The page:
With musical direction by Douglas Austin, the entire cast vocalize to perfection to “music by various artists,” from “Silver Bells,” the great big production number that starts things off with pizzazz to the White Christmas favorite “Sisters,” whose “Lord help the sister who comes between me and my man” becomes “Lord help the sister who comes between me and God’s plan” … for reasons that a glance at the above cast of characters should make perfectly clear.
Wright, who played a very young Michael Jackson in Candlelight’s The Sound Of Motown last year, belts out a “Jingle Bell Rock” that would do The Jackson 5 proud, Boatwright and a trio of beauties in candy-cane stripes jingle bells in the most unique of ways in “Ding-A-Ling,” and Marrone and Castellano sing and dance “I Love The Winter Weather” and “Too Marvelous” with footwork that would do Gene Kelly and Debbie Reynolds proud.
And let’s not forget the lovely Parmelee, who shows of expert balletic grace in Bonnie’s exquisitely danced solo number.
Under LaLonde’s able direction, Mendoza and Warden make for a delightful pair of longtime unmarrieds, Castellano and Marrone couldn’t be a more winning couple of singing-dancing charmers, and though this reviewer has seen more than enough singing nuns to last him a lifetime, the dynamic wimpled duo of Shore and Johnson sing quite marvelously.
Arana’s Hank shows off some gorgeous silver pipes, Wright gives young Michael J. a run for his money, and Parmelee and Boatwright are a charmingly mismatched pair of new sweethearts, the latter’s Dimitry mangling the English language so shamelessly that Boatwright’s becomes the evening’s standout performance.
Beltran, Inglese, Kaitz, McConaughy, Saracino, and Taylor prove themselves expert singer-dancers, and if a Wizard Of Oz number comes out of absolutely nowhere, it proves quite a showcase for their talents.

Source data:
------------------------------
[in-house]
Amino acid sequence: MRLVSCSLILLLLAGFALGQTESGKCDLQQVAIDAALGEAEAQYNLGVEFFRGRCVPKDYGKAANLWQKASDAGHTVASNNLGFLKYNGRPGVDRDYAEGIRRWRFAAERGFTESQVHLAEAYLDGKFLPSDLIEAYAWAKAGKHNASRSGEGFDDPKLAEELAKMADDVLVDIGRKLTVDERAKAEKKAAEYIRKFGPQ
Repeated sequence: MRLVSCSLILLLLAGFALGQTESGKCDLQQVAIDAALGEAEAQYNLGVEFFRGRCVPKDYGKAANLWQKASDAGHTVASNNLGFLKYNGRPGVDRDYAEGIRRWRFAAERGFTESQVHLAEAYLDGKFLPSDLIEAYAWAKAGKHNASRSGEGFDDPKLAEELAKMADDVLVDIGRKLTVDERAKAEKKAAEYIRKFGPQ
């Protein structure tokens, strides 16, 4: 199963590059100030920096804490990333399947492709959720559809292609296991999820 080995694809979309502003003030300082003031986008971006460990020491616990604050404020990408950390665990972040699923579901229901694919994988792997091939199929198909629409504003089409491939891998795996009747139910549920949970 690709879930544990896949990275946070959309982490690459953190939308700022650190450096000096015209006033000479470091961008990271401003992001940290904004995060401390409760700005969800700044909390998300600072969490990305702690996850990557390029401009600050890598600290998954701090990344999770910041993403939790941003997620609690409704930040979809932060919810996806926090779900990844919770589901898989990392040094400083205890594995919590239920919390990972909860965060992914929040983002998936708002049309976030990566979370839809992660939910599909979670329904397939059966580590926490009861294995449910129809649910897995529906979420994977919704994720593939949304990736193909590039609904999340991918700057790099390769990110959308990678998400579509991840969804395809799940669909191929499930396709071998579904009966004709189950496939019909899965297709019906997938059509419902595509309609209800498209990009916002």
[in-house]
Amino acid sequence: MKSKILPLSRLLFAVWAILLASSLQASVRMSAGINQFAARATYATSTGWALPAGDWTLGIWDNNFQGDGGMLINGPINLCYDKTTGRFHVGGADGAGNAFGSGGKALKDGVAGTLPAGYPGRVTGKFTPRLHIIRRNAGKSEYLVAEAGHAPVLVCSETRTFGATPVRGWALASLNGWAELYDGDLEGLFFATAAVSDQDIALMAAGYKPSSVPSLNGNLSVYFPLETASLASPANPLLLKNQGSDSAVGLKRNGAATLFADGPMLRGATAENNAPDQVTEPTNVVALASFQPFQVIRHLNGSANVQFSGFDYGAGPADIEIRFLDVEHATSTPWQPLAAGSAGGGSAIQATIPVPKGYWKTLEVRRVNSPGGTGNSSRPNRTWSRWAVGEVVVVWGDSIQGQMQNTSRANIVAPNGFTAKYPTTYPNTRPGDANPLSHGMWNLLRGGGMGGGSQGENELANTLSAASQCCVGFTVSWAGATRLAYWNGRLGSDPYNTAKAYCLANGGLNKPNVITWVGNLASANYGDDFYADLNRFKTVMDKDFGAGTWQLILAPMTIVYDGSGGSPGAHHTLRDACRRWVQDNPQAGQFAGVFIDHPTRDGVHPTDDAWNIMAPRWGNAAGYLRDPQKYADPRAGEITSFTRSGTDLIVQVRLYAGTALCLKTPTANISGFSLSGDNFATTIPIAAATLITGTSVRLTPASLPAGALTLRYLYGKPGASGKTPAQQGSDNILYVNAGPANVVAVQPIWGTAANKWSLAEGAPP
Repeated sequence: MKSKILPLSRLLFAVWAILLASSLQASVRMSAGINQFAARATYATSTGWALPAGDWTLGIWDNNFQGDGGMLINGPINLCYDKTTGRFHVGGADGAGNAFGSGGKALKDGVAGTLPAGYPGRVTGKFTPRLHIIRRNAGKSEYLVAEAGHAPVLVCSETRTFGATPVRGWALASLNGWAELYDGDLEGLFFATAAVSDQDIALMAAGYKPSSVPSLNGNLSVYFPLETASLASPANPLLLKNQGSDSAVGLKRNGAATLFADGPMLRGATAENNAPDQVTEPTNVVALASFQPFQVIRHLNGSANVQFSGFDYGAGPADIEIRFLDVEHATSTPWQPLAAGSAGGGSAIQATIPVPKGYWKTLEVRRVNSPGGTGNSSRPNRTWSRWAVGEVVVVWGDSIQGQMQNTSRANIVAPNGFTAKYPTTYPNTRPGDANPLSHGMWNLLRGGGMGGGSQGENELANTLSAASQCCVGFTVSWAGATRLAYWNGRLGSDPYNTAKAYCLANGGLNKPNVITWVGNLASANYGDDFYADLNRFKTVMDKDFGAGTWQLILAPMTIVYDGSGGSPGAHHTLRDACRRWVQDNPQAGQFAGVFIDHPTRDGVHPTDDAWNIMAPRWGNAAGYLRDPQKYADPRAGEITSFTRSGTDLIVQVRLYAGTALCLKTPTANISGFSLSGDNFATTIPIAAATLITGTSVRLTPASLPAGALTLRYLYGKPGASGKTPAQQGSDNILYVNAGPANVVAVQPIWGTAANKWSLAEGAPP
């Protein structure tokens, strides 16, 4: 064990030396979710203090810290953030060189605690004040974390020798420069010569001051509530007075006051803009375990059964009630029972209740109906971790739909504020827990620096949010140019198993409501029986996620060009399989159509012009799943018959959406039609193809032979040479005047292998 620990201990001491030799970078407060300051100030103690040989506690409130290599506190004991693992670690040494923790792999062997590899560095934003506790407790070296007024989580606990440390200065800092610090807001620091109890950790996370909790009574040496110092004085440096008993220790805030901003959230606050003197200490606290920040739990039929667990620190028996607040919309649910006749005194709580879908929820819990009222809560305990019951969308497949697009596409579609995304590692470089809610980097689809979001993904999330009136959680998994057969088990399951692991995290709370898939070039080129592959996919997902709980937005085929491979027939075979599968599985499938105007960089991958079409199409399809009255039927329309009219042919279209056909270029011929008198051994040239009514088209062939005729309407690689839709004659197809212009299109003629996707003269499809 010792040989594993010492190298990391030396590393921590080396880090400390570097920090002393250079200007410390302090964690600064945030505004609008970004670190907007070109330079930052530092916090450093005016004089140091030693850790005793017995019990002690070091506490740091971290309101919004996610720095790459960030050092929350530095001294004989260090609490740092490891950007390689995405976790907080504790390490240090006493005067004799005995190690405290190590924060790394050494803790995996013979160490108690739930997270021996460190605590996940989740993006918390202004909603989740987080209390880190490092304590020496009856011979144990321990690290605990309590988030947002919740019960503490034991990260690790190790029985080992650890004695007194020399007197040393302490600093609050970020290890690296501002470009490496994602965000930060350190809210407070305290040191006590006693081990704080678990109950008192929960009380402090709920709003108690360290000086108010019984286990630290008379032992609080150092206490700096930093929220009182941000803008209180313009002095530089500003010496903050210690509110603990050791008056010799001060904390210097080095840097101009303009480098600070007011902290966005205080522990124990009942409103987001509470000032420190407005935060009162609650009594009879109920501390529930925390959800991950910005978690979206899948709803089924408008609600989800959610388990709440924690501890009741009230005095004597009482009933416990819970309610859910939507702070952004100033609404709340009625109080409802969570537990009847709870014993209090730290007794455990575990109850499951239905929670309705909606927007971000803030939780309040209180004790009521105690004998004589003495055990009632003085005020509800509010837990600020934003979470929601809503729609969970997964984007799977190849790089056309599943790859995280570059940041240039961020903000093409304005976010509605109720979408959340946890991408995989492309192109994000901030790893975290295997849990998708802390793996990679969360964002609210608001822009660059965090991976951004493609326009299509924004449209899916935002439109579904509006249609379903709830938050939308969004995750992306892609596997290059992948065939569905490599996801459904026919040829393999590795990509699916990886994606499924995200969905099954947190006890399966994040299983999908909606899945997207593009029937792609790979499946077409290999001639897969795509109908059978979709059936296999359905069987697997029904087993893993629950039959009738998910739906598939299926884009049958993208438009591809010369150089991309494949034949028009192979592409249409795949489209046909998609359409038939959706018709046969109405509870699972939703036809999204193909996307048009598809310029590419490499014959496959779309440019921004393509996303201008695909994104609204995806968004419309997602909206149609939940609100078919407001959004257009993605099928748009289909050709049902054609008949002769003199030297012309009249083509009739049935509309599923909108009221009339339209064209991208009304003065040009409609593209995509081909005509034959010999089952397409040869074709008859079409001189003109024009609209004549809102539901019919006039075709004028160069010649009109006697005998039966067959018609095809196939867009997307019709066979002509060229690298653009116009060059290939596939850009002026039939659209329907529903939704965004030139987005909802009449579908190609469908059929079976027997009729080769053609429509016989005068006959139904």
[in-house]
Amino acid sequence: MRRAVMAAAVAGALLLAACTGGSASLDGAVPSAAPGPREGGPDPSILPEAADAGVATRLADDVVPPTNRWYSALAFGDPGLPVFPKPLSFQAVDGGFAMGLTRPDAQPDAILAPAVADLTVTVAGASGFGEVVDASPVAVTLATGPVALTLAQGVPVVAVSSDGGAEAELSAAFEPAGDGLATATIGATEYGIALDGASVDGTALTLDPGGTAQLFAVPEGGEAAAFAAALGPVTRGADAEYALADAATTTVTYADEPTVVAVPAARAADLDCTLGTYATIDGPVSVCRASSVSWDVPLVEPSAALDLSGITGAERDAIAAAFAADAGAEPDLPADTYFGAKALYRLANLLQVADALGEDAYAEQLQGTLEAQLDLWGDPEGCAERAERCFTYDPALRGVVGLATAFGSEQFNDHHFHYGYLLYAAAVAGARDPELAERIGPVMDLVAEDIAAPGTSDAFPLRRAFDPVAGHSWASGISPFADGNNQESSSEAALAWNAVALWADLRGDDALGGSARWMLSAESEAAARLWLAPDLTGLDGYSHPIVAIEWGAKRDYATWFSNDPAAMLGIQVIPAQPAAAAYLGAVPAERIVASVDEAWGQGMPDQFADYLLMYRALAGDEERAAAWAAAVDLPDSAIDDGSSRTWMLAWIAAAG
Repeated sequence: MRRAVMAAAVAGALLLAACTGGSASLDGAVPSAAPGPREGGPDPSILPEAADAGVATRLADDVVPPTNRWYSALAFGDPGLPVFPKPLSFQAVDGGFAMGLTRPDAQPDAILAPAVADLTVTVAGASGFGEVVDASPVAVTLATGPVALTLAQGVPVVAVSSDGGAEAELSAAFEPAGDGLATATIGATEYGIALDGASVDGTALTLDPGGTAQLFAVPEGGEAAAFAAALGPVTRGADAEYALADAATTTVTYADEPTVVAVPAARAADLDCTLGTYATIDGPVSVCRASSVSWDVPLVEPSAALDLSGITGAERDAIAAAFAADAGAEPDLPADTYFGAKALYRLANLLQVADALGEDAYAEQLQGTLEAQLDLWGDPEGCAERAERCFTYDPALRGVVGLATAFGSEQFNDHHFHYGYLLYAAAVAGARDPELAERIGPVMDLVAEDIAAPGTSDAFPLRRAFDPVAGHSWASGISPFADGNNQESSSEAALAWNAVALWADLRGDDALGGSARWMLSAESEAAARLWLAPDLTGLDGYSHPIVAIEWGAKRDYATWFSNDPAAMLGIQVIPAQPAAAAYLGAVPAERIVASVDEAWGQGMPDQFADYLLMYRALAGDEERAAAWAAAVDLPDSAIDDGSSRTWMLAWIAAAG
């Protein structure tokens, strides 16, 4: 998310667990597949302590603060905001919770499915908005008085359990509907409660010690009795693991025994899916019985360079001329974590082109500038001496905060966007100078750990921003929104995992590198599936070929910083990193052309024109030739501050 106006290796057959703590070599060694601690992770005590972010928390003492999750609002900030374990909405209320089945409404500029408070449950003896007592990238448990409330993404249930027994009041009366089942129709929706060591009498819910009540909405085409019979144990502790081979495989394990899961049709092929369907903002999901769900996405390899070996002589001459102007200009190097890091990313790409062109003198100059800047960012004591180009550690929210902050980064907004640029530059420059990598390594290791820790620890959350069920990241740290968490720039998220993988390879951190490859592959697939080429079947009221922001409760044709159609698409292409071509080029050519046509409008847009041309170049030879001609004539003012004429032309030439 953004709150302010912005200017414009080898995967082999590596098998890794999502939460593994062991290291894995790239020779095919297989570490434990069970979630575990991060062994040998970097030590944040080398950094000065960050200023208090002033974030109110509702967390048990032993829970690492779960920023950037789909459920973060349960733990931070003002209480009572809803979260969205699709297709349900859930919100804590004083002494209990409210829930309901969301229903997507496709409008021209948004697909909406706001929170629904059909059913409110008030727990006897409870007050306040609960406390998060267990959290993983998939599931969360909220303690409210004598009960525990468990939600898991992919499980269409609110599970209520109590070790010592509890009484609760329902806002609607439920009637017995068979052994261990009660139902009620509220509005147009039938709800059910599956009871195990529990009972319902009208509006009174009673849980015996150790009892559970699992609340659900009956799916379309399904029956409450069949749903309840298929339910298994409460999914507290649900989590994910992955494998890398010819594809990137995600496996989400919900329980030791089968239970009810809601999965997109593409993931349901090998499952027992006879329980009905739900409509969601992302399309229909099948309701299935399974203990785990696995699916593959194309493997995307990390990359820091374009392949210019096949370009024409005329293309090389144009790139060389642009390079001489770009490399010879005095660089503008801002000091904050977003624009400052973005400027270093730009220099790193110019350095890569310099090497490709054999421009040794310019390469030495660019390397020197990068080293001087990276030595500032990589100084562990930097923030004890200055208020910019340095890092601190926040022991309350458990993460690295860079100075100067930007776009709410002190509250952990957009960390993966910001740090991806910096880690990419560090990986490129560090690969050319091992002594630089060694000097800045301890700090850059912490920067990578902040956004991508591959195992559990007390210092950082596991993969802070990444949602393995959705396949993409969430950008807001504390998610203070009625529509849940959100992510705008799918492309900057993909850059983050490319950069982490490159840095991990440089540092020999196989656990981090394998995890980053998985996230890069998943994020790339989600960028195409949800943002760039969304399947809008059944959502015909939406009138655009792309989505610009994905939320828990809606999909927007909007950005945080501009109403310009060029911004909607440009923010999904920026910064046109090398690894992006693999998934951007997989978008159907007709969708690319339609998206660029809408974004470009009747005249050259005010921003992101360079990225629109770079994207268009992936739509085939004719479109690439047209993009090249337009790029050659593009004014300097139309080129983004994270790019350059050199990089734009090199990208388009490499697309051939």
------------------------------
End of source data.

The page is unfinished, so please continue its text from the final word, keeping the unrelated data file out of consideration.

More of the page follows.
Lee, Hoyt, and Santa and Mrs. Claus as themselves complete the cast with abundant gusto.
Dwight Richard Odle’s set from a previous production has been expertly adapted by Chuck Ketter to fit the specifications of Walli’s Christmas Emporium with holiday lights and trimmings galore, a scenic design that Jonathan Daroca of SteveGDesign lights quite dazzlingly. Costumes by The Theatre Company (coordinated by Jenny Wentworth and Merrill Grady) make for one red-and-green 1940s treat after another. Mary Warde’s wigs are topnotch creations as well.
Daniel Moorefield is stage manager and Orlando Montes technical director. Michael Ryan’s expertise on the acoustic guitar provided a melodic musical backdrop to executive chef Juan Alvarado and sous chef Maria Sandoval’s scrumptious cuisine at the performance reviewed. Kudos as always to Candlelight Pavilion owner/producer Ben D. Bollinger, general manager/vice president Michael Bollinger, acting producer Mindy Teuber, and artistic director John LaLonde.
It’s hard to believe that Candlelight Pavilion Dinner Theatre has been giving its audiences an original Christmas musical for the past twenty-nine years, but it’s true, and next year’s Home For Christmas will make it thirty in a row!
Is it beginning to look (and sound) a lot like Christmas out Claremont way? It most certainly is!
Candlelight Pavilion, 455 W. Foothill Blvd., Claremont.
December 7, 2014
Photos: John LaLonde